"The dark or shaded silvers it was understood should have pale clear undercoats, but instead of the fleckings of the self silver so called, the dark edges ran a considerable way into the fur. The shaded silver is a handsome cat, but too often much marked on the face, and barred on the legs, a defect most difficult to overcome. Many cat fanciers describe the shaded silver as a spoilt tabby."
"The third in the group of silvers is the silver tabby. The points are here stated The colour of a silver tabby should be a pale, clear silver, with distinct black markings."
"This variety ought in equity to have been mentioned first, as it is the original stock, but it has been overshadowed by the superior attractions of the chinchilla. Silver tabby enthusiasts will perhaps pardon this eulogy of my favourite breed. There is not the slightest doubt this handsome cat the silver tabby has suffered materially from the craze for the newer variety, and consequently the type has not been kept pure. They have been mated over and over again, with cats of less markings, in the hope of breeding chinchillas, until at the present day there are very few silver tabbies true to type. The position of the silver tabby in the feline scale is very peculiar. As a Persian it is of course necessary that its coat should be long and fine, whilst as a tabby it is desirable that the markings should show up to advantage. How to reconcile the two is the puzzle, for the longer the coat the less the markings are evident as the stripes are merged in the flowing coat, so that we sometimes see at the cat shows, exhibits woefully out of coat, placed in the first rank, as the markings are much more distinct. It follows then in this variety of the silver, a long coat is distinctly a disadvantage when competing at shows."
"Having now obtained three types for silvers and the Cat Club willing to give classes for them at the great shows, held in St Stephen's Hall, Westminster, the outcome was looked forward to with much interest. But it was one thing to get four types and quite another matter to get silver breeders to understand the fine distinction, consequently the cats were entered in self silver, shaded silver, and silver tabby classes indiscriminately. The result was of course muddle and confusion, many exhibitors having the mortification of finding Wrong Class on the cat pens.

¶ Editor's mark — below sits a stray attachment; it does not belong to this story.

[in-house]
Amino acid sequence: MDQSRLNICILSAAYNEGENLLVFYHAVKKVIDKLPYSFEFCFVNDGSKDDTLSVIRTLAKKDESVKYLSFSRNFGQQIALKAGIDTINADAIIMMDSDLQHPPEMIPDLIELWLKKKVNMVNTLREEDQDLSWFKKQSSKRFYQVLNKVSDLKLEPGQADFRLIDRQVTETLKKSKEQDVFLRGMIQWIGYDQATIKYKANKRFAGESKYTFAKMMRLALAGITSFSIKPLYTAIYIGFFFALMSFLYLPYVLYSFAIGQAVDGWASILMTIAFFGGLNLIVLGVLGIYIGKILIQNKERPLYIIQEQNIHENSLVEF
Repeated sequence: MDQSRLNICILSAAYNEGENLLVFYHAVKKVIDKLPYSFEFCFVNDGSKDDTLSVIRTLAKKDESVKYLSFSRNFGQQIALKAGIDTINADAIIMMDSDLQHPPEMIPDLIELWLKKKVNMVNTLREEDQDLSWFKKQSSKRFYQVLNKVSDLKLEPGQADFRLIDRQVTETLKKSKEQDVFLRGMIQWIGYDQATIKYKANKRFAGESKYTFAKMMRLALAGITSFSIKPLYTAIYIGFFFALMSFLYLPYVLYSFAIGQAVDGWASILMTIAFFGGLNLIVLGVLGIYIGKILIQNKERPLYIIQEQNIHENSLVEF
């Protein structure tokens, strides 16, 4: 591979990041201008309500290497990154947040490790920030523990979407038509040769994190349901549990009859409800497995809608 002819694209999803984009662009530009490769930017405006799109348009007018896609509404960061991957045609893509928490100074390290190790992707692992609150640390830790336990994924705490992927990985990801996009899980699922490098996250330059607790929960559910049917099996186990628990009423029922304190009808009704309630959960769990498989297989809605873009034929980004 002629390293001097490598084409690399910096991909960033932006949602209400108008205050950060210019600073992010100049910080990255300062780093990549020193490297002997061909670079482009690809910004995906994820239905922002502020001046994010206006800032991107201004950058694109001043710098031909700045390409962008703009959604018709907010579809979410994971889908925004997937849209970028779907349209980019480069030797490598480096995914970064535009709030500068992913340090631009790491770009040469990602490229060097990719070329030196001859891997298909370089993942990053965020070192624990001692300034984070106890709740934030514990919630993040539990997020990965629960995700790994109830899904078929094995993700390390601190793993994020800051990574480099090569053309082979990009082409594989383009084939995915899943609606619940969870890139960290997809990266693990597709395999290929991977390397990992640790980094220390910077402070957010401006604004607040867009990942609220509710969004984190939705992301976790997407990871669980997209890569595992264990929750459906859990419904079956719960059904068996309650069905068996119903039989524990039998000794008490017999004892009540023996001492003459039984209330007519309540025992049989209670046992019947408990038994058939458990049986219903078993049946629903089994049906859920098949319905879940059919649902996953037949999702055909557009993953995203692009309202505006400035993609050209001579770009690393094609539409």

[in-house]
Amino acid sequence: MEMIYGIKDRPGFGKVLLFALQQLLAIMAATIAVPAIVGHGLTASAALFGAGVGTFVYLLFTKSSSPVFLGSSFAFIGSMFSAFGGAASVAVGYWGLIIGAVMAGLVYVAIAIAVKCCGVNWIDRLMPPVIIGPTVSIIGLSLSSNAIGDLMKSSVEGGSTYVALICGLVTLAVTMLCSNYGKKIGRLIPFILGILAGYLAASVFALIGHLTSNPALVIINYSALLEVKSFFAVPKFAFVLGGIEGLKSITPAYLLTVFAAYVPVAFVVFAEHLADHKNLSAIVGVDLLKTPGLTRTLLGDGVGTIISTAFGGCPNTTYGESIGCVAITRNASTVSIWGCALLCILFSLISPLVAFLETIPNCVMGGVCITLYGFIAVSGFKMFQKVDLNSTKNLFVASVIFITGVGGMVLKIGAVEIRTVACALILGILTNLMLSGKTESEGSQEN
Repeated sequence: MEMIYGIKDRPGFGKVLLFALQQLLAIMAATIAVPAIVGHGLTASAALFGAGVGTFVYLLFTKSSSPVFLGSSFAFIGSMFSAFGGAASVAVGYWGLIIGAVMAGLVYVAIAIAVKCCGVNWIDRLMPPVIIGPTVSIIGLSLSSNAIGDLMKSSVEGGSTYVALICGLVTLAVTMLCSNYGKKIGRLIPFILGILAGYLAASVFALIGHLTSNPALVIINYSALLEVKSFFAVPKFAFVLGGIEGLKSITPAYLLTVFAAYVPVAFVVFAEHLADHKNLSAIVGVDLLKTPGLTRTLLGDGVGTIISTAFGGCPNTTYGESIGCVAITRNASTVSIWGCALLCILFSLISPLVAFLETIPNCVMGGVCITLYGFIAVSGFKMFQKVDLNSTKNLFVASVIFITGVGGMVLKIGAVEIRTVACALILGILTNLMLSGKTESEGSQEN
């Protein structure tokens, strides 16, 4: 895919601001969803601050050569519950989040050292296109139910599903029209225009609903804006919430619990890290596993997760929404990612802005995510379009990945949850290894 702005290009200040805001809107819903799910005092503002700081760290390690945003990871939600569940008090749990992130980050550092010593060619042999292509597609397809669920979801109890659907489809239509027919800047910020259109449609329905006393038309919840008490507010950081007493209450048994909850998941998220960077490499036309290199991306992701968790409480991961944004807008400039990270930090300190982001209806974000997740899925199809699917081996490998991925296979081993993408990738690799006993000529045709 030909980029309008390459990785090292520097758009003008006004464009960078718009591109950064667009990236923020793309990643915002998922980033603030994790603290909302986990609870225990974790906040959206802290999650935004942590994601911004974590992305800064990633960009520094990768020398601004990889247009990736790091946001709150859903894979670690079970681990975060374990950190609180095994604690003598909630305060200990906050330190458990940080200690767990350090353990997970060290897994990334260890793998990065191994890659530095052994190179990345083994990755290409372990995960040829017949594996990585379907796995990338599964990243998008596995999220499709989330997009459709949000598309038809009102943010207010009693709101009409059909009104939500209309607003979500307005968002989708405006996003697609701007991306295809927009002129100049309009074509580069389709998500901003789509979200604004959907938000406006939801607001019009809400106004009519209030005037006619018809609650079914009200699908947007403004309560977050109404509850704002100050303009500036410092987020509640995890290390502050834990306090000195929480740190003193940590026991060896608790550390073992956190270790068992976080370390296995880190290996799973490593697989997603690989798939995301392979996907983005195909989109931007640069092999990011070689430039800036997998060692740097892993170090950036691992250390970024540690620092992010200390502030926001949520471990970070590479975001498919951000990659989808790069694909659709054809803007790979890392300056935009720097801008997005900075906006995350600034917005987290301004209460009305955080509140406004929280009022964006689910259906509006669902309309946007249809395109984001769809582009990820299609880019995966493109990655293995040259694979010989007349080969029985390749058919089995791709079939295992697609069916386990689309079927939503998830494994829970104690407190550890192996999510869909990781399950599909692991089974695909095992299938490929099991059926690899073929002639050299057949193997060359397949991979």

"At a recent show held at Westminster, under the auspices of the Cat Club, the judge was asked by the Honorary Secretary to go round the classes first, and if any exhibit was wrongly placed, to re classify before judging. This worked satisfactorily so far as disqualification was concerned."
"At this show however the judge was confronted with another difficulty, it being found that most of the cats in the classes for shaded silver had deviated materially from the standard of points laid down by the Silver Society. Instead of the clear pale undercoat the fur was a dark grey right down to the skin. The majority of these cats were quite dark and rightly speaking were not silvers, that is if one bears in mind the metal so named. It is difficult to say, in what class they could be placed, unless a new class was created to be called clouded or oxydised silver. If we go on to these subdivisions we shall not know where to stop Self silver or chinchilla, shaded silver, clouded silver ,and silver tabby, a truly appalling problem for the bewildered judge to decide, for the majority of exhibitors would not appreciate the variations."
"It may come to this eventually, but at the present time the threefold classification leads to much confusion, for as nearly or very nearly all silver cats are more or less tabby marked, so will exhibitors be in doubt as to the class to which their cats rightly belong."
"It is a question if the introduction of the shaded class at shows, has not done more harm than good, for as previously we saw very few of the dark silvers, it not being worth breeding the variety when there was no class in which to show them, so now the tendency of exhibits as anyone who attends shows can see, is to run to darkness rather than light, and breeding for colour purity of colour, and absence of markings has received a set back, for with some judges colour is nothing and prizes will be showered upon a spoilt tabby, if it happens to have perhaps a broader head, or a bulkier body, good points as everyone will allow, but points which the common or garden cat may possess, and we do not pit our dainty chinchillas against all and sundry."
"Without wishing in any way to detract from the good qualities, which the more plebeian branches of the cat tribe undoubtedly possess, it is impossible not to award the palm for grace and beauty, to the highly bred aristocratic chinchilla, Coal and iron are useful but we give our admiration to diamonds and pearls."